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RED BANK: SICKELS FACING HEAVY DEBT WOES

stanley-sickels-050115-500x424-6485539Stanley Sickels at the Mayor’s Ball in May, 2015. (Photo by John T. Ward. Click to enlarge)

By JOHN T. WARD

hot-topic_03-220x138-2130637Red Bank’s top unelected official may lose the home he’s lived in all his life.

The McLaren Street residence of borough Administrator Stanley Sickels has been listed for a Monmouth County sheriff’s sale August 29 to resolve a previously unreported foreclosure and bankruptcy, redbankgreen has learned.

88-mclaren-080116-500x375-2203367The Sickels home on McLaren Street. (Photo by John T. Ward. Click to enlarge)

Sickels, the most powerful employee at town hall, and his wife, Donna, filed for chapter 7 protection from creditors on March 31, according to records on file with the federal bankruptcy court in Trenton. The bankruptcy petition followed a foreclosure action on the couple’s home, according to the filing.

The petition listed liabilities of $1.23 million, with just over $1 million of that in mortgage debt. The couple also listed almost $41,000 owed to the Internal Revenue Service for three years of income taxes. Total assets were $683,000, according to the filing.

Sickels — who has worked for the borough for 35 years — wears multiple hats, and collects two salaries, a situation that has often rankled critics. In addition to his job as administrator, he serves as the construction and fire official and purchasing agent.

In the bankruptcy filing, Sickels listed his 2015 income, before deductions, as $182,386. Donna Sickels, who’s employed by the local school district, had income of just under $33,000, it says.

In their chapter 7 petition, the couple agreed to surrender their home, which court records say is worth $477,000. But Sickels told redbankgreen that he’s still hoping to work out a settlement with the mortgage holder that will allow him to keep the house.

Sickels said his financial woes were personal and unrelated in any way to his government job, and arose as a result of charitable giving and spiraling costs arising from a refinancing.

The bankruptcy case was discharged on July 14, court records show. Under chapter 7, most debts are eliminated from the record and debtors get to keep unsecured assets such as cars and furniture.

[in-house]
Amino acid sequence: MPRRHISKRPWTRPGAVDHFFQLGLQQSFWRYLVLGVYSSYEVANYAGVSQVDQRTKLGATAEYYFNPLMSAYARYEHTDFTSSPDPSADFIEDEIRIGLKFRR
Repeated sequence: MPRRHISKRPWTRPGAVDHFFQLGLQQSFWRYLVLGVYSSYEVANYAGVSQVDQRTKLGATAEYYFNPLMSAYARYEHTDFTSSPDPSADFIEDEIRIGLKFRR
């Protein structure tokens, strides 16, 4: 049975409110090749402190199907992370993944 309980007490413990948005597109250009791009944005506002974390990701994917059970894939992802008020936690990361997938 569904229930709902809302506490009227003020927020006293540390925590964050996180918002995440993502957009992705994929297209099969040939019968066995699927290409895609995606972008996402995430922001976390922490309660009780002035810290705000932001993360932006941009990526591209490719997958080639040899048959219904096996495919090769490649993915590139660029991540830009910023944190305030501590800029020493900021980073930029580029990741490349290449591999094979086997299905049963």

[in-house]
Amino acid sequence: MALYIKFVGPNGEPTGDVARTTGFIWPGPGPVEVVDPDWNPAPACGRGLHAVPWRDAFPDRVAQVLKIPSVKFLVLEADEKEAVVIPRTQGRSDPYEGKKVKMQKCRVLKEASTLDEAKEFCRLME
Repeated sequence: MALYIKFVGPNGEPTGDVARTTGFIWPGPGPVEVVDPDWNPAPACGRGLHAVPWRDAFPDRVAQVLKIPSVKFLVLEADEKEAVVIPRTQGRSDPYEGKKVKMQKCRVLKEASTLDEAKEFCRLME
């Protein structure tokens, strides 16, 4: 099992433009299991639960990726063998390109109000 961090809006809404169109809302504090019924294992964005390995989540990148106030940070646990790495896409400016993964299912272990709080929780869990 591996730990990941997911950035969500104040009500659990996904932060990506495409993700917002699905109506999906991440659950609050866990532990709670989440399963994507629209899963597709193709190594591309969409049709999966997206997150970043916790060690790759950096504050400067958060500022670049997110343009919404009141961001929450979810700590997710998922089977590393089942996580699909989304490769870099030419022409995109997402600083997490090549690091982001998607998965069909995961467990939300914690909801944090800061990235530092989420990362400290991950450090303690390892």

Monmouth County tax records indicate the house is 2,100 square feet on a less than a quarter of an acre, and was acquired by the couple in 1993. Built in 1895 for $2,700, it previously belonged to Sickels’ parents.

As part of the case, Sickels filed acknowledgements that he had completed a required one-day internet class in personal finance management.

From a report published Wednesday by the Asbury Park Press:

Mayor Pasquale Menna said that as soon as the borough became aware of Sickels’ financial problems, it held meetings with the town’s auditor to ensure the administrator had not been involved in any improper activity. No such activity was found, the mayor said.

“We found that there were no issues that have impacted his ability as borough administrator,” Menna said.

Asked what impact the bankruptcy might have on Sickels’ job, Councilwoman Linda Schwabenbauer , a Republican, told the Press “none whatsoever,” the newspaper reported. But independent Councilwoman Cindy Burnham told the Press that the situation prompted her to question whether Sickels should continue to serve as administrator:

“If you can’t keep your household afloat, how can you run a town?” asked council President Cindy Burnham, who said she’s previously advised Sickels to step down. “How can you make good financial decisions for the borough if you can’t make good financial decisions at home?”

Here’s the bankruptcy petition: Sickels ch 7 filing 033116

 

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